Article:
You’ve built a thriving RIA practice, but lately, you’re wondering if it’s time to wind down and sell your business. The decision to sell something you’ve spent a significant part of your life building may be one of the most difficult ones you’ll ever make. That’s why the preparation leading up to this decision is vital. And the sooner you start, the better. It can take up to two years to properly prepare your exit strategy and ready your practice for sale.

Laying the Proper Foundation

As a certified exit planning advisor (CEPA) who has been helping business owners craft their exit strategies for nearly 30 years, I’ve learned that achieving your desired outcome depends in part on having the right transition team. You need people on your side with the expertise to help you build the right exit plan, compile potential buyers and make sure your business is positioned to receive maximum enterprise value. Effective transition teams generally involve a CEPA, trust and estate attorney, tax specialist, investment banker, accountant and wealth advisor.

Understanding the Market

Besides knowing who you should work with, you’re probably debating whether it’s the right time to sell. As an RIA, you advise clients not to time the markets. This same advice applies to selling your practice. Preparing for the sale should be based on ensuring your business is at its maximum value irrespective of the current markets. That said, it’s important to note we are in the midst of the seventh year of a seller’s market with valuations nearing historic highs due to dry-powder of approximately $2 trillion, a low interest rate environment and lack of market supply. Private market cycles historically run about 10 years and consist of three phases:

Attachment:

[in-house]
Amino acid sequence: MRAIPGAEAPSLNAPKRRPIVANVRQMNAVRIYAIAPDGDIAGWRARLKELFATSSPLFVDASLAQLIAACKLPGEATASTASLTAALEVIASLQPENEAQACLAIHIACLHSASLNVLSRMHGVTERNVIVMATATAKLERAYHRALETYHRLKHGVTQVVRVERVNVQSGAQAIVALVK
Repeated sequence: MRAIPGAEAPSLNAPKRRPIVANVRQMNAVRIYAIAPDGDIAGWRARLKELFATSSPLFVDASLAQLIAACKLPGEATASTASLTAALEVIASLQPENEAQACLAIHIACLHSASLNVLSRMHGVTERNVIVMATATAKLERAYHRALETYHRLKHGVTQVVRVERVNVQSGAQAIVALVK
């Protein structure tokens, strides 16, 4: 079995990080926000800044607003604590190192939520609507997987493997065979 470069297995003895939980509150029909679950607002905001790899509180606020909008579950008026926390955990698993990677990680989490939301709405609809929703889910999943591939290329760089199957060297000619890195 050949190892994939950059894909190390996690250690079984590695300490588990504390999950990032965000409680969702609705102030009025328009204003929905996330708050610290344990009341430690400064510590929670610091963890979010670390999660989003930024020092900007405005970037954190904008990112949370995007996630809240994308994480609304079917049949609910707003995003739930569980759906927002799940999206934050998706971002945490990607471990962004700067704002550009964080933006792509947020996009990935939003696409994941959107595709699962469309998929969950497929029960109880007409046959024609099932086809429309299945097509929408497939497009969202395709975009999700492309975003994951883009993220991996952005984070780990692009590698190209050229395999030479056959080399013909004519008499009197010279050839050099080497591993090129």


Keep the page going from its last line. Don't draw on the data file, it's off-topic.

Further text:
Preparing Your Practice

So, how do you prepare your business for sale and take advantage of market cycles?

Have a preparedness assessment completed on your business. The assessment process helps identify potential issues that may cause a buyer to discount the value of your business or make your business unsellable.

Gather key documents and records. Most buyers want to examine at least three years of financial reports, operational processes, technology and growth planning to ensure the business is well run. Buyers also want to see these processes and key performance indicators implemented and incorporated in the business over a long period. Not having these elements incorporated can impact your enterprise value.

Make sure you are personally prepared. You’ll want to have the proper tax planning in place to maximize the net proceeds from the transaction. It’s also good to have a personal plan that lays out your life post-transaction to help you mentally transition.

Start early and engage an exit planning professional who can assist you throughout the process to ensure you are not leaving money on the negotiation table. The process of selling is not an easy one, but with the proper planning and transition team, it can be a tremendous experience and stepping stone to solidifying your legacy.

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